The quarries below the city of Paris have been a mirror and memorial o events for nearly 300 years, with a long tradition of writing and painting on the walls. Parisian Art Underground explores the diversity of the visual statements that successive generations have left behind in these fantastic and often phantasmoagoric images and words.

In the 1780s bones from the Cemetery of the Innocents were stored in the quarries as the result of cemetery overcrowding. As the city population soared, skeletons from other cemeteries followed the move underground, and with them came formal inscriptions and wild graffiti.

Images on the walls remind that during World War II, both the French Resistance and the occupying German forces made use of the quarries.

Since the 1970s, there has been a marked increase in illicit exploration of this fascinating but off-limits underground world. Many explorers have left elaborate artworks behind them.

All theses generations of images and letterforms are brought together for the the first time in Parisian Art Underground.

Below the streets of Paris lie 285 kilometres of dark, subterranean galleries that wind their way through the limestone and gypsum quarries on top of which the city is built. These galleries have been in existence since 1777 and for over 250 years an extraordinary, incalculable and ever growing collection of visual material has been amassing on their walls: incised inscriptions, handwriting, graffiti, paintings, sculptures, mosaics, cartoons, sketches, directional signage, art installations and ephemeral paper tracts. This material is the creation of a wide range of individuals: engineers and workers from the quarries, Prussian and German soldiers, Free French, civilians, secret societies, students, tourists and mushroom growers.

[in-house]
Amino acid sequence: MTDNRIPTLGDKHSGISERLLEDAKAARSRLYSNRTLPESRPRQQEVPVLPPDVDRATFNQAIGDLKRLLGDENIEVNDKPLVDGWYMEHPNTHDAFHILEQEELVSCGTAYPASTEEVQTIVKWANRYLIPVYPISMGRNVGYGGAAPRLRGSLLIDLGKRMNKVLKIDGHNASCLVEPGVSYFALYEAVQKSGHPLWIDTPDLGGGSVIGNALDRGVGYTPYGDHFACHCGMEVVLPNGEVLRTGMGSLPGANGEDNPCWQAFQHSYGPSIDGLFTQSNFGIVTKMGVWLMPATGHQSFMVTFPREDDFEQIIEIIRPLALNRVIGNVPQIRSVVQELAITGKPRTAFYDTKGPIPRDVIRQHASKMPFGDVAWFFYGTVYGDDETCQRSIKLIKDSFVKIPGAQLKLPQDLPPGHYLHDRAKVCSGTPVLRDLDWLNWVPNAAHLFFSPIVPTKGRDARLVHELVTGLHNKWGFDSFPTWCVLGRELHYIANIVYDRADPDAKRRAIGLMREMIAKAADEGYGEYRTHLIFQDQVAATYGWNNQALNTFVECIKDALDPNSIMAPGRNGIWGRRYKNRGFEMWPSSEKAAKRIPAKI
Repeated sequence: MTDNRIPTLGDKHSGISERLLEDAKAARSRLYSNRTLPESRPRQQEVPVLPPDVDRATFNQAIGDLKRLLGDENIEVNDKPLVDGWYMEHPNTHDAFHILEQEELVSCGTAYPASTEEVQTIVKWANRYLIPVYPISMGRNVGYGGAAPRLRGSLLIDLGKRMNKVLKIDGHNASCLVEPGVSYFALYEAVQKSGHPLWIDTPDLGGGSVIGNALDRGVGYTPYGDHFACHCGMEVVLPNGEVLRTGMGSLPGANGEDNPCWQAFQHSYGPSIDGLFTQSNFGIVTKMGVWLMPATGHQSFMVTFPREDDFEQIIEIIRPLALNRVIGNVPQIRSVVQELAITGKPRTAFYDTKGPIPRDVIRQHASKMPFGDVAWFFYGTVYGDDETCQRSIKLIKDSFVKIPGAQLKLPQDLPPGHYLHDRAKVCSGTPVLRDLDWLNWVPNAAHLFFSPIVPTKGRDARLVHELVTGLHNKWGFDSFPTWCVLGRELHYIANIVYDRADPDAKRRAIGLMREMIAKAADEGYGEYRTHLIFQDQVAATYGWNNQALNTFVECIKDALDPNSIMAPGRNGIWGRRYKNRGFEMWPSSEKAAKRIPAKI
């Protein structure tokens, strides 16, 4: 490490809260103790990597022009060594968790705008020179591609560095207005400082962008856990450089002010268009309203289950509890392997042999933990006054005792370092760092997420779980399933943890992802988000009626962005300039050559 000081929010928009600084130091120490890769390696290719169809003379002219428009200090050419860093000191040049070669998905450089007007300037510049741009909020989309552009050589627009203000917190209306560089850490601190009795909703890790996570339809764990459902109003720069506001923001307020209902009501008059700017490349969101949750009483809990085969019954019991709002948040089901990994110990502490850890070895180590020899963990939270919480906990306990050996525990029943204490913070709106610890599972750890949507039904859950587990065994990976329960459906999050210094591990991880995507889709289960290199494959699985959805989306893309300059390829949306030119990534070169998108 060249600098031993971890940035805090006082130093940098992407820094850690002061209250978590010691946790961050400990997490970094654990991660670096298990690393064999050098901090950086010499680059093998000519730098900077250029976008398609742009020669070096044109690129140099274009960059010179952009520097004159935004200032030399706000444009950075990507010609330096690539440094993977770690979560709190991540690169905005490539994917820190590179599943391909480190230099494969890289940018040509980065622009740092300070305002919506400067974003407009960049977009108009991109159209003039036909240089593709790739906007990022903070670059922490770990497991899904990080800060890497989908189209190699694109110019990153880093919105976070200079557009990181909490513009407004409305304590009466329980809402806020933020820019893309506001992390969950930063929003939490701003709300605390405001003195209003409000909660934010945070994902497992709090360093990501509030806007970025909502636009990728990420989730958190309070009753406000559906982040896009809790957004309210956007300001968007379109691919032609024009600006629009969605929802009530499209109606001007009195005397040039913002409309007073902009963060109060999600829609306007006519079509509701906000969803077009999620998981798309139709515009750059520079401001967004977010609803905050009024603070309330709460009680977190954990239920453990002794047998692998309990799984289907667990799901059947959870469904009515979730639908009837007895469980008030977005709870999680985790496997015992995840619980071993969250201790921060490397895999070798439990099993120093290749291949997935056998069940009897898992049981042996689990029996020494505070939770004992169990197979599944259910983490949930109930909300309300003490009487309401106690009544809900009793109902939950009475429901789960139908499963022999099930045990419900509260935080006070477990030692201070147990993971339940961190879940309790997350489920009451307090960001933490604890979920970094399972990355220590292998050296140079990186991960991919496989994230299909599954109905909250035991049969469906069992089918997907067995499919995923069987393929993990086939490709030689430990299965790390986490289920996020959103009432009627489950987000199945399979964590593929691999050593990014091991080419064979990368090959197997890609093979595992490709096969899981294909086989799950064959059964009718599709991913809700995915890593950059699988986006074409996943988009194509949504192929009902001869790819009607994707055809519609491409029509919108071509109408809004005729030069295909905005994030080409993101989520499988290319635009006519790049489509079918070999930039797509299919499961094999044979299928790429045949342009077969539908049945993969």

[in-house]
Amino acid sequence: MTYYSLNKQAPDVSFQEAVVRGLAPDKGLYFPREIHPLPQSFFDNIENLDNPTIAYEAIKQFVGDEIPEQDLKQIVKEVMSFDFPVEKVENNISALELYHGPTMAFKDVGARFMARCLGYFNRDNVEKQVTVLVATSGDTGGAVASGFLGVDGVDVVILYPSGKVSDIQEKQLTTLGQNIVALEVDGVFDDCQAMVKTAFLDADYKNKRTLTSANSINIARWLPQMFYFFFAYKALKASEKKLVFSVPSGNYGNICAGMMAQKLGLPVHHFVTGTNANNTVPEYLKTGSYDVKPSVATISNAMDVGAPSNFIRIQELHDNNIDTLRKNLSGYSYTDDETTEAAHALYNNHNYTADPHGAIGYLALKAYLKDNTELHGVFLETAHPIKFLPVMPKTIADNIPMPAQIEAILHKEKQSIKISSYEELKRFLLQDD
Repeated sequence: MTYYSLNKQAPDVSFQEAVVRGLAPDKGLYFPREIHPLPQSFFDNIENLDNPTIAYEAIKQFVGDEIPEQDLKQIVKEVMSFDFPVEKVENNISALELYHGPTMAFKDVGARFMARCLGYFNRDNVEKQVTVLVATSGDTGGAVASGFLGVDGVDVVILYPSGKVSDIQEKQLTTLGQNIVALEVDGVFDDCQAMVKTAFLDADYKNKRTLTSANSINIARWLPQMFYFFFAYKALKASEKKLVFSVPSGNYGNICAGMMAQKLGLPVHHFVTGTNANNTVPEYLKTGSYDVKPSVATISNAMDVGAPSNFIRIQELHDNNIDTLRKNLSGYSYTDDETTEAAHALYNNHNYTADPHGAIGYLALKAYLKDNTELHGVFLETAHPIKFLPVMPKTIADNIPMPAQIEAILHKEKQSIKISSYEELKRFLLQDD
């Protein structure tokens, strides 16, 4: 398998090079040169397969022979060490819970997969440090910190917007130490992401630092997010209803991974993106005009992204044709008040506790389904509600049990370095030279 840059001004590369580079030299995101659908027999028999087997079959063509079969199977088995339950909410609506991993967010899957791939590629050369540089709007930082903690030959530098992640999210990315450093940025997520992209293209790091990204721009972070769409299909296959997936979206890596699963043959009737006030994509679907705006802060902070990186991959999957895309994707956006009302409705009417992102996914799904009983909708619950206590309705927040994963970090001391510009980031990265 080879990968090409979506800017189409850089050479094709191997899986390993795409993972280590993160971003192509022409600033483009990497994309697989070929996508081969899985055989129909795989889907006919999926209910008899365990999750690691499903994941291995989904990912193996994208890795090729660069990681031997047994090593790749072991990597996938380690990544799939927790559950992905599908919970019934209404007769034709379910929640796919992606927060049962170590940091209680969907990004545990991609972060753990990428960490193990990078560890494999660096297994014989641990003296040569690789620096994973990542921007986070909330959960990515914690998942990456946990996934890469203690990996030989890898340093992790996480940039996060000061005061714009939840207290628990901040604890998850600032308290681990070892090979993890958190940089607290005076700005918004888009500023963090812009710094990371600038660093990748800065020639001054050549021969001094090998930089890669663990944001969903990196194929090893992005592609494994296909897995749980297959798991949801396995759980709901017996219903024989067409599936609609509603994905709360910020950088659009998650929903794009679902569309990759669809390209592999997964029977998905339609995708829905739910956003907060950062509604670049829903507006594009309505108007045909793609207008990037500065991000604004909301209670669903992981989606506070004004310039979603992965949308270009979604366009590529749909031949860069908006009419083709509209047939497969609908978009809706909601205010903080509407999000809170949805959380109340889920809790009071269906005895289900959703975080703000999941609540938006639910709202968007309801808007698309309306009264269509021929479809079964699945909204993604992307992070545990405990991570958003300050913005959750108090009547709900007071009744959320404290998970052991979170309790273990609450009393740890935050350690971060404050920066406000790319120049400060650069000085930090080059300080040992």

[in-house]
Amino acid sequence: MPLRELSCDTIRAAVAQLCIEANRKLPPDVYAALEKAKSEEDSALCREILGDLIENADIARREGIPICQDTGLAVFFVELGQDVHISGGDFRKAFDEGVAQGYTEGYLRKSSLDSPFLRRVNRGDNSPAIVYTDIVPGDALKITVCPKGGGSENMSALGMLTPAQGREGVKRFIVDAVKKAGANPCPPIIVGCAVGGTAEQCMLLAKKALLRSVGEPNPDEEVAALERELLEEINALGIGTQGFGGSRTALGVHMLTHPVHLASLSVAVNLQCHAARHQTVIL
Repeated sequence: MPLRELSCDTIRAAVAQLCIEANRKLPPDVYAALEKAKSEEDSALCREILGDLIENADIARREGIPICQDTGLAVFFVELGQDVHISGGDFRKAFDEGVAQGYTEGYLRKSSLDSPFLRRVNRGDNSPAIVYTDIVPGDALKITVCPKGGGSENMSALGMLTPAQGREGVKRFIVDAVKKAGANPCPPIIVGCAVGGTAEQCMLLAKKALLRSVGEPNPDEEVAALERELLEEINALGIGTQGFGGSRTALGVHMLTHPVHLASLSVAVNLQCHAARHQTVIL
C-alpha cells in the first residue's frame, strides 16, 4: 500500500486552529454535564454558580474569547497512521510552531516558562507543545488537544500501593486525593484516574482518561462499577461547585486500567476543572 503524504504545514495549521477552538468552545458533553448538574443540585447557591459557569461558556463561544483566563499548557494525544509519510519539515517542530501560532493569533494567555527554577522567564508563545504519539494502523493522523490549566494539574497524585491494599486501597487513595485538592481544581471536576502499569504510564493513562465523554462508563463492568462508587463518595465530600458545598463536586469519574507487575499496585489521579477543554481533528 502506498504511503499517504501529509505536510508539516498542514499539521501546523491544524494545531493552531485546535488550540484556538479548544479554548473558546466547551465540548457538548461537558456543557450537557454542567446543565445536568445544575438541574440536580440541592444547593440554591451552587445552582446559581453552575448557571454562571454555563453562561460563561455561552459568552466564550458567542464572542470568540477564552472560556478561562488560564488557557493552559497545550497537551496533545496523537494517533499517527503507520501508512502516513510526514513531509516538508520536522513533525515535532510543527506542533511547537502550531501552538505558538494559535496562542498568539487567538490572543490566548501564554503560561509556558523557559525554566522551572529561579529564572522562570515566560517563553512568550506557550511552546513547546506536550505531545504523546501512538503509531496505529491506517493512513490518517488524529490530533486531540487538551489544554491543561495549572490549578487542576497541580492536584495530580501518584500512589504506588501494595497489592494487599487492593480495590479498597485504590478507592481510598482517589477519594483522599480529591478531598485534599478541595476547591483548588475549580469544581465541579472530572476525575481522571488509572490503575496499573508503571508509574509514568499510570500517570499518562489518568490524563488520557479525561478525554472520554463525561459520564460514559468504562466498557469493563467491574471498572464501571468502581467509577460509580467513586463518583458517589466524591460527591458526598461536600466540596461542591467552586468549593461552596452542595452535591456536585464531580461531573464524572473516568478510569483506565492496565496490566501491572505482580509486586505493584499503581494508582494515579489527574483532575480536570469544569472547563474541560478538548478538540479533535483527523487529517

The subterranean galleries are full of characters: majuscules and minuscules with or without serifs; roman letters and cursives, some made with a chisel others using a stencil; large and small characters produced with smoke, paint, pencil or incised letters that have been blackened or left with the natural stone still visible. Visitors to the underground cannot fail to be impressed by the volume, variety and ranging competence of the letterforms that have been left on the walls. Many of the inscriptions are official engineering marks that were incised by men employed by the quarries: topographic signs and consolidation marks created with the aim of dating, referencing, directing, orientating and locating the work of the quarrymen. There is also an abundance of street nameplates and commemorative plaques.

The engineering inscriptions were made as marks of instruction that assisted communication between teams of quarrymen, or supervisors and workers. The street signs were made to indicate the location and orientation of the galleries; and the plaques commemorated significant moments in the development of the underground. For those concerned with the history of the quarries, these official marks tell the story of the underground and the topographical development of the surface, some also bear witness to times of conflict: the inscriptions are an integral part of the quarry’s heritage. To those interested in letterforms the underground has given rise to a curious gallery of vernacular interpretations on the art of inscription.